Dan Goodman's prediction and politics journal.

Monday, July 05, 2004

Monday July 5, 2004. Someone I hadn't seen for a while showed up in my dream: sf fan Mike Glyer. He'd become almost entirely aquatic, and was independently wealthy. My dream-self didn't make any connection between those facts. I don't know whether there was a connection in the dream-world.

***Another country heard from: "I am Ms.KIMAEVA LIOUDMILA, a personal secretary to Mikhail Khodorkovsky the richest man in Russia...."
Writing: Morning exercise -- Done.

Evening exercise --

"Well Met, Well Met, My Own True Love" -- Found what I think is the right name for one establishment: Friends United Cooperative Kinesthesium. Made that change, added a bit more to one conversation in the zero draft portion.

"They Might Be Windmills" --

"History Line" --

"Port Useless" --
[July 5] in 2002, the Comte de St. Germaine, wielding the Holy Grail itself, demands that the College of Cardinals remove Pope William VI from office and install him. It is obvious that the Grail does not reject him; he is able to drink from it, and suffer no ill effects. The Cardinals, fearing the wrath of God if they refuse, agree to his demands and install St. Germaine as Pope of the Holy British Empire.
Imagine that your home is broken into by a group of physicists with mischief on their minds. They grab your collection of books and CD's, but instead of just making off with them, they crunch them together to make a black hole. (Applied physicists, obviously.)
Directional migration in the Hindu castes: inferences from mitochondrial, autosomal and Y-chromosomal data
Stephen Wooding et al.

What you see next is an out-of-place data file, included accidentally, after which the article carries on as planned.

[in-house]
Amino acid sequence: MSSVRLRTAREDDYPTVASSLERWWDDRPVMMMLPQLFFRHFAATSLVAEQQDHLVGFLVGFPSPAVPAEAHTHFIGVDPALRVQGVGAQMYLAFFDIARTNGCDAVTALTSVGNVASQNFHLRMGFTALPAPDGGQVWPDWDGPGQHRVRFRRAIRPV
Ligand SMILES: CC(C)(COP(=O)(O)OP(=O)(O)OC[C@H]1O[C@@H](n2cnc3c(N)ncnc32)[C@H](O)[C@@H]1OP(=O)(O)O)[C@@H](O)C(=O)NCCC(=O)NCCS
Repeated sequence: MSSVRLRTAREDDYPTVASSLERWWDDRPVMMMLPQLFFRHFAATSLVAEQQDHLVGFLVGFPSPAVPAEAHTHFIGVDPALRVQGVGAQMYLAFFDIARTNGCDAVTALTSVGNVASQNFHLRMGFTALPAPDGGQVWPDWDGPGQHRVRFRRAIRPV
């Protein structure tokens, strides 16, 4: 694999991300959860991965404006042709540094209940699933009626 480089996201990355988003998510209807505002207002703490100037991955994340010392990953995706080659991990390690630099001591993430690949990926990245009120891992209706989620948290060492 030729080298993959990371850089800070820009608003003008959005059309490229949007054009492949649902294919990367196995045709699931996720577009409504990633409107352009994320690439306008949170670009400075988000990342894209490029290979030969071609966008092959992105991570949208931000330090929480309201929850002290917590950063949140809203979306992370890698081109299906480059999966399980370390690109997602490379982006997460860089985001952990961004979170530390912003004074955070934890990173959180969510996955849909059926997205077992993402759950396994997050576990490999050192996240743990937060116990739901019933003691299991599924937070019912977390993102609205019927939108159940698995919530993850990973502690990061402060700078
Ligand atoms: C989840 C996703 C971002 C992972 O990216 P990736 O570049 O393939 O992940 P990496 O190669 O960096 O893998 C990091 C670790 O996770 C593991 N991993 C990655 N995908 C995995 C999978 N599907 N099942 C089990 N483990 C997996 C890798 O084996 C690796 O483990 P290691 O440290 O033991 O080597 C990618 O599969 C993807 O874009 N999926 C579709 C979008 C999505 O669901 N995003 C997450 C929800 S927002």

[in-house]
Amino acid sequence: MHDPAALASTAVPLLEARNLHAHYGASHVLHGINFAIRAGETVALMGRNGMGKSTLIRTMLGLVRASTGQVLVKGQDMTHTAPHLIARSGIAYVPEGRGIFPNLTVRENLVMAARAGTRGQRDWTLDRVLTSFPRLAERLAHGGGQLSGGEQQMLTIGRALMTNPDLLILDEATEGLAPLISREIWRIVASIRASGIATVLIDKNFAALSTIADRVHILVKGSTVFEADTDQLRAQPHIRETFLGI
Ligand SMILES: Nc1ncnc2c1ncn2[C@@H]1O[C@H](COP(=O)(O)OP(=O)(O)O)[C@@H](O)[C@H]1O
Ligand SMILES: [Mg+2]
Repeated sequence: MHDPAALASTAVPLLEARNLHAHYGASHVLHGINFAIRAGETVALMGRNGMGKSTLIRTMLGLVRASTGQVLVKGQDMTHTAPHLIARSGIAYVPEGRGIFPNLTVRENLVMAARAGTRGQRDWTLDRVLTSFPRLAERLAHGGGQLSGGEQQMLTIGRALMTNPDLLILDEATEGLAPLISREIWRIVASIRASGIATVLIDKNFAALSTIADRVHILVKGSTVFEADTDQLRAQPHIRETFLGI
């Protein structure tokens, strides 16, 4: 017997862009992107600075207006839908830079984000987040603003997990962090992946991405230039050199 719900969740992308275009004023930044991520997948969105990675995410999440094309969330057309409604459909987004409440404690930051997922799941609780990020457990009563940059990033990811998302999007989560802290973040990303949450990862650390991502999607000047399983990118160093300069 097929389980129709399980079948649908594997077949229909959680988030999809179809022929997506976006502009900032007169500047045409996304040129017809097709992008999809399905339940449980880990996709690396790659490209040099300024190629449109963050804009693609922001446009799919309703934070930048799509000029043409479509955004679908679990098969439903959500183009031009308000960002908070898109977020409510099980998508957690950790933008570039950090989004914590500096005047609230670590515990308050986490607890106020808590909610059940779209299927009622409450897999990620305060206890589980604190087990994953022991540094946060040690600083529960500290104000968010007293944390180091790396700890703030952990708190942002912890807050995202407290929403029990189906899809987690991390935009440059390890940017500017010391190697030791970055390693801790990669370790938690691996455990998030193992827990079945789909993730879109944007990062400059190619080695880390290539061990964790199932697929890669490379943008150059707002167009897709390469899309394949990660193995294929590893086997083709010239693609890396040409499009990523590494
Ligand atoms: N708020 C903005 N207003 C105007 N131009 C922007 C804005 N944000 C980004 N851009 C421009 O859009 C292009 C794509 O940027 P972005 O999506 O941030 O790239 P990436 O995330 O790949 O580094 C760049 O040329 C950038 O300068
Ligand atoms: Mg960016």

Abstract Genetic, ethnographic, and historical evidence suggests that the Hindu castes have been highly endogamous for several thousand years and that, when movement between castes does occur, it typically consists of females joining castes of higher social status. However, little is known about migration rates in these populations or the extent to which migration occurs between caste groups of low, middle, and high social status. To investigate these aspects of migration, we analyzed the largest collection of genetic markers collected to date in Hindu caste populations. These data included 45 newly typed autosomal short tandem repeat polymorphisms (STRPs), 411 bp of mitochondrial DNA sequence, and 43 Y-chromosomal single-nucleotide polymorphisms that were assayed in more than 200 individuals of known caste status sampled in Andrah Pradesh, in South India. Application of recently developed likelihood-based analyses to this dataset enabled us to obtain genetically derived estimates of intercaste migration rates. STRPs indicated migration rates of 1–2% per generation between high-, middle-, and low-status caste groups. We also found support for the hypothesis that rates of gene flow differ between maternally and paternally inherited genes. Migration rates were substantially higher in maternally than in paternally inherited markers. In addition, while prevailing patterns of migration involved movement between castes of similar rank, paternally inherited markers in the low-status castes were most likely to move into high-status castes. Our findings support earlier evidence that the caste system has been a significant, long-term source of population structuring in South Indian Hindu populations, and that patterns of migration differ between males and females.
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